Germany legalizes cannabis: what are the new rules?

Germany partially legalized cannabis from today, fulfilling a flagship promise of Chancellor Olaf Scholz's coalition government. However, accessing it will not be easy. Here are the new rules in brief:

April Fools joke?

As of April 1, it is now legal to carry up to 25 grams of dried cannabis for personal use - enough to roll around 80 joints, depending on how much is used. Home cultivation will also be permitted with a limit of three plants per adult and 50 grams of dried cannabis. However, it will remain prohibited to smoke the drug within a radius of 100 meters from schools, kindergartens, playgrounds and public sports facilities. Smoking will also be prohibited in pedestrian areas between 7:00 a.m. and 8:00 p.m.

"Cannabis Clubs"

From July 1, Germany plans to set up regulated cannabis cultivation associations to enable people to obtain the drug legally. These so-called cannabis clubs will have up to 500 members each and will be able to sell a maximum of 50 grams of dried cannabis per month to each member. Adults under 21 will be limited to 30 grams of cannabis per month containing no more than 10 percent of the psychoactive substance tetrahydrocannabinol (THC). Meetings and consumption of cannabis in the clubs will not be permitted and membership will be limited to one club at a time.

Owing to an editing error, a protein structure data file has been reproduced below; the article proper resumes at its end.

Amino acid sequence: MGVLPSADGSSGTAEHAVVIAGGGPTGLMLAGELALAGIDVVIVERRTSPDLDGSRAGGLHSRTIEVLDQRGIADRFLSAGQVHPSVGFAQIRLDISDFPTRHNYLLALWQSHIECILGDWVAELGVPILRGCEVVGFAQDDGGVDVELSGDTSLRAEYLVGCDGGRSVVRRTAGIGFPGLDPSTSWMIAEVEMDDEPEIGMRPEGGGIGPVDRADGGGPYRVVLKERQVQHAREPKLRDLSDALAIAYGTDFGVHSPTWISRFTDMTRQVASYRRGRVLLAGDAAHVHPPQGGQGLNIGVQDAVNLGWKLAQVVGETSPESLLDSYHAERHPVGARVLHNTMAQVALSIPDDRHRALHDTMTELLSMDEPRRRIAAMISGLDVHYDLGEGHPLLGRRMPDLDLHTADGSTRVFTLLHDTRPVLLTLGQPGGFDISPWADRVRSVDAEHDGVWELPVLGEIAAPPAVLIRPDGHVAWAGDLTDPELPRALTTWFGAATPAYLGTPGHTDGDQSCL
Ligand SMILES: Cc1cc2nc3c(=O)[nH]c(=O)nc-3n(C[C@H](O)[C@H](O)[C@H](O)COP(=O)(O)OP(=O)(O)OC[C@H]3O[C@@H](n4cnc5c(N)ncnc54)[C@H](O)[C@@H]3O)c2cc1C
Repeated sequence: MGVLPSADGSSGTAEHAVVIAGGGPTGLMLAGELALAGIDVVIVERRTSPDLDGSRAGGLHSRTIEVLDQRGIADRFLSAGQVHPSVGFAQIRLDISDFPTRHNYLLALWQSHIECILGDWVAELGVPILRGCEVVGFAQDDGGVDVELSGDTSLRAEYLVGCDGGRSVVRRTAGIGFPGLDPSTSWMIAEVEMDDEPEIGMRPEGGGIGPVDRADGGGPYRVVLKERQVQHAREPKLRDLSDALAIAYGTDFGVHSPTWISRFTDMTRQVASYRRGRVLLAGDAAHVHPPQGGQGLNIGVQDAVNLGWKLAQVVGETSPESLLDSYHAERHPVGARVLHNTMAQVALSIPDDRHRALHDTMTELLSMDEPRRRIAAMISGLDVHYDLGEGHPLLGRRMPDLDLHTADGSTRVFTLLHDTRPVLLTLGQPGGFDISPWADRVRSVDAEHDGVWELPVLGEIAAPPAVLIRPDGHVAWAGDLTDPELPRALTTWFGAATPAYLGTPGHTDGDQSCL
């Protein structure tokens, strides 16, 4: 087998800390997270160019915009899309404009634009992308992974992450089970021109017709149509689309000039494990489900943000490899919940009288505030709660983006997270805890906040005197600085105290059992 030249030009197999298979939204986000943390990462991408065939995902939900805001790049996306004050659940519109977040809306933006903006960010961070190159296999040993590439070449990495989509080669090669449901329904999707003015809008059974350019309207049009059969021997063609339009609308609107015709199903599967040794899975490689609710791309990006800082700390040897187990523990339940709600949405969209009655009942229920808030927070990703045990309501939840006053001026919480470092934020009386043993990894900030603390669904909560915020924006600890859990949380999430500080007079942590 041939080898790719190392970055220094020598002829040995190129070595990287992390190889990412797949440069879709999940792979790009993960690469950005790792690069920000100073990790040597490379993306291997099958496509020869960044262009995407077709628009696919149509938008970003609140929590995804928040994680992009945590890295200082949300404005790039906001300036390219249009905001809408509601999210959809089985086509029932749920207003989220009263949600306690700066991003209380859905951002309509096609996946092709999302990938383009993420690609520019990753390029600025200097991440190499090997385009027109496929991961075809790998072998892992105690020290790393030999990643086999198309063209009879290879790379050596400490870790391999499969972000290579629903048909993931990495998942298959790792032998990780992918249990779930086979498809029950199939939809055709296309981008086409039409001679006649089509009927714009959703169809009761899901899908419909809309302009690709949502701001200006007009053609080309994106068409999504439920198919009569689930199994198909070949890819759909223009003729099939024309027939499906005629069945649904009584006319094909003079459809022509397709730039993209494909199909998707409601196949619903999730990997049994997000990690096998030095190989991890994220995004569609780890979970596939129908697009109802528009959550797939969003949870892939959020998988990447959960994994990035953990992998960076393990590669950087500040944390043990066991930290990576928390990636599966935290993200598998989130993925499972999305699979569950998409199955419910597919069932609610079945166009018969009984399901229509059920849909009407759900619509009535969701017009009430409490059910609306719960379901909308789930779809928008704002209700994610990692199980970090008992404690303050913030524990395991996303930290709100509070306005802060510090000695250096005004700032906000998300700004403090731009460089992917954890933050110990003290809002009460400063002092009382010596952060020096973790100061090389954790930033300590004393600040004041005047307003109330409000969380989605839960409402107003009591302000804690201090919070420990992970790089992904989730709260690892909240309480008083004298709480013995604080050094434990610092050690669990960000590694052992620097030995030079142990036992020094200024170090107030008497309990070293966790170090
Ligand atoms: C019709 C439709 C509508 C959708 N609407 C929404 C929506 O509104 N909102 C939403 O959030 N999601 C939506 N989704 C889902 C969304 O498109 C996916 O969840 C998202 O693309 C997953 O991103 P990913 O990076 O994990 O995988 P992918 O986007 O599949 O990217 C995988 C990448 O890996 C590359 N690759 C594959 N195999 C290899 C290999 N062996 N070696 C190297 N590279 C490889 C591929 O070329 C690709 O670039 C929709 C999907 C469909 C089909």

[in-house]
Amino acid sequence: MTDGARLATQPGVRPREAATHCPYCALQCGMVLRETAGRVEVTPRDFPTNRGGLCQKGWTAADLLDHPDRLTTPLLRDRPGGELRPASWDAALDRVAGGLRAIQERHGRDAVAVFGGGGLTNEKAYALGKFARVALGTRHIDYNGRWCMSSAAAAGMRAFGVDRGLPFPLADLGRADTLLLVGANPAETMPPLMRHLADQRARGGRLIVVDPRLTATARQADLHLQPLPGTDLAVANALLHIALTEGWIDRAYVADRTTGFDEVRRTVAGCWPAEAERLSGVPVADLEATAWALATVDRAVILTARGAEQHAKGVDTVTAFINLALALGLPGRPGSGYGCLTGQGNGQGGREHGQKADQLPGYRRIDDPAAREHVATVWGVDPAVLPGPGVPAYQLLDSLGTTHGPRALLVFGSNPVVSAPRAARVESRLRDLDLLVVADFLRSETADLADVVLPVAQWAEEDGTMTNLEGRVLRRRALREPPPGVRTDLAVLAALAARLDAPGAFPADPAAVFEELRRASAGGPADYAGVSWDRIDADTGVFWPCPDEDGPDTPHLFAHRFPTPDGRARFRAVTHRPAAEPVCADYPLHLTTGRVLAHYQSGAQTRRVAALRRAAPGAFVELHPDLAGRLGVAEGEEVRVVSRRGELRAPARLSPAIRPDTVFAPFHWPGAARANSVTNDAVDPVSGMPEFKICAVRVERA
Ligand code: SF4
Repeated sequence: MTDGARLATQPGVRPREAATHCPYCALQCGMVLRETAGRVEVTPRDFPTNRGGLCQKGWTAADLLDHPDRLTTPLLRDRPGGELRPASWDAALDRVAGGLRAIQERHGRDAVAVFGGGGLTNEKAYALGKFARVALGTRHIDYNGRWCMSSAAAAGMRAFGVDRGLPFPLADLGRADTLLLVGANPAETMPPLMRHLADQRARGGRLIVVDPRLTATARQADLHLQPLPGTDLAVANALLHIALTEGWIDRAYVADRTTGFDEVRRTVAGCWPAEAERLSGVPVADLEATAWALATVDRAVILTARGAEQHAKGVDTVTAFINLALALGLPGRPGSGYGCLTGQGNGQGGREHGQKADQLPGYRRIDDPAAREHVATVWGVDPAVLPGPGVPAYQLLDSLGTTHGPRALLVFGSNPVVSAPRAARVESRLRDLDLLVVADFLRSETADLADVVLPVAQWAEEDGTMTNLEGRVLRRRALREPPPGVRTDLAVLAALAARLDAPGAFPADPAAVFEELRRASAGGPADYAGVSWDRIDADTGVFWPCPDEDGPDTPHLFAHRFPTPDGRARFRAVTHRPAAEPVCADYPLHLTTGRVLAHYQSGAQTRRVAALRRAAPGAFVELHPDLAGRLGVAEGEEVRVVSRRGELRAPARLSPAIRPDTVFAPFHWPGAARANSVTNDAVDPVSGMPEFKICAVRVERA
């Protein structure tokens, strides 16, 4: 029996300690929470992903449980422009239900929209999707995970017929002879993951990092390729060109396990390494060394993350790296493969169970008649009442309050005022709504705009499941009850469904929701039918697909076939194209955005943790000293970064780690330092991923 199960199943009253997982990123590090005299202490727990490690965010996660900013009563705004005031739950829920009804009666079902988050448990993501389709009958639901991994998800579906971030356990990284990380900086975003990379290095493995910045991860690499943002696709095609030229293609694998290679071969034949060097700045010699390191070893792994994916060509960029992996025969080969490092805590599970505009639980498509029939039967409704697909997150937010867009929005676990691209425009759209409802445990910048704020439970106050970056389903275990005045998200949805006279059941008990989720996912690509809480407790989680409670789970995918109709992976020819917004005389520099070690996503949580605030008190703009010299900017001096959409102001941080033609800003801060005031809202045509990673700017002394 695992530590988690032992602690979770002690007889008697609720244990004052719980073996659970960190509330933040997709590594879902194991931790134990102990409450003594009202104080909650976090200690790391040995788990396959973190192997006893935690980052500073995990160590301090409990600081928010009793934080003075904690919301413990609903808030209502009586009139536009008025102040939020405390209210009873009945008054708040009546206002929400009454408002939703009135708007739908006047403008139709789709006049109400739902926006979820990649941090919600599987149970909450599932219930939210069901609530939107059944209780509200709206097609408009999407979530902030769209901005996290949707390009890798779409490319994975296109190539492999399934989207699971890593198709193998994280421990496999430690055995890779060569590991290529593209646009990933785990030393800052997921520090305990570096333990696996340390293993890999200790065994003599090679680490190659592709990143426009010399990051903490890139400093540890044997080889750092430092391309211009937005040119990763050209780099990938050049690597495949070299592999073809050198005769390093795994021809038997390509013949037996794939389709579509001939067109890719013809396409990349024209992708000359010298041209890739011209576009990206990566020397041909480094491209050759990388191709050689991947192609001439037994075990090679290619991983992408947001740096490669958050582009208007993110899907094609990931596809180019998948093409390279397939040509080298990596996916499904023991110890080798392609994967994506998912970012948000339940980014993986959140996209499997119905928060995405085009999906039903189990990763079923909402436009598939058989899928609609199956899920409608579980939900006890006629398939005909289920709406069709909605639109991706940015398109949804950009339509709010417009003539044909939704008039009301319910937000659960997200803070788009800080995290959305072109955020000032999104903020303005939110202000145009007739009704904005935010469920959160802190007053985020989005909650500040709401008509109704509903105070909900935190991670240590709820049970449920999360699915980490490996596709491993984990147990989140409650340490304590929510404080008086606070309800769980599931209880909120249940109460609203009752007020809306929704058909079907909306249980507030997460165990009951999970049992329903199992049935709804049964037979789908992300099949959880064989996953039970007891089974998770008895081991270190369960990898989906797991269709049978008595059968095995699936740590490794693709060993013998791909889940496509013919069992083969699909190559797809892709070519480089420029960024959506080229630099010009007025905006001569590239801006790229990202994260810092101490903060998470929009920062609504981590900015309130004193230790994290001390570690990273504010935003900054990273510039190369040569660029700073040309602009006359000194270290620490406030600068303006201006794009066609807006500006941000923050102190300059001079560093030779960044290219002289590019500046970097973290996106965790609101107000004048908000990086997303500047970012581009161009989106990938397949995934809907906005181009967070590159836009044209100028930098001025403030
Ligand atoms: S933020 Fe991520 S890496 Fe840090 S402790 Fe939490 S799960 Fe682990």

No tourists

The only legal way to obtain cannabis will be to either grow it at home or obtain it through cannabis clubs, both options limited to people who have resided in Germany for at least six months. The restrictions are intended to allay fears from opposition parties, particularly the conservative CDU-CSU alliance, that the new law could encourage "drug tourism". The government of Scholz's Social Democrats, the Greens and the Liberal Free Democrats initially promised to go further and allow the sale of cannabis in shops, a move that was rejected by the EU. A second law is currently being prepared to test the sale of the drug in shops or pharmacies in certain regions.


The government insists the new law will reduce the health risks associated with cannabis as it tackles the problem of dangerous substances on the black market.

But the law was widely criticized by medical associations and health groups. It also led to complaints from regional authorities tasked with overseeing its implementation. They fear they will be burdened with additional red tape because they will have to overturn convictions and fines already imposed for crimes that are no longer punishable under the new law. Friedrich Merz, the leader of the opposition conservatives, has already warned that if his party returns to power after the 2025 election, it will "immediately repeal the law". /BGNES, AFP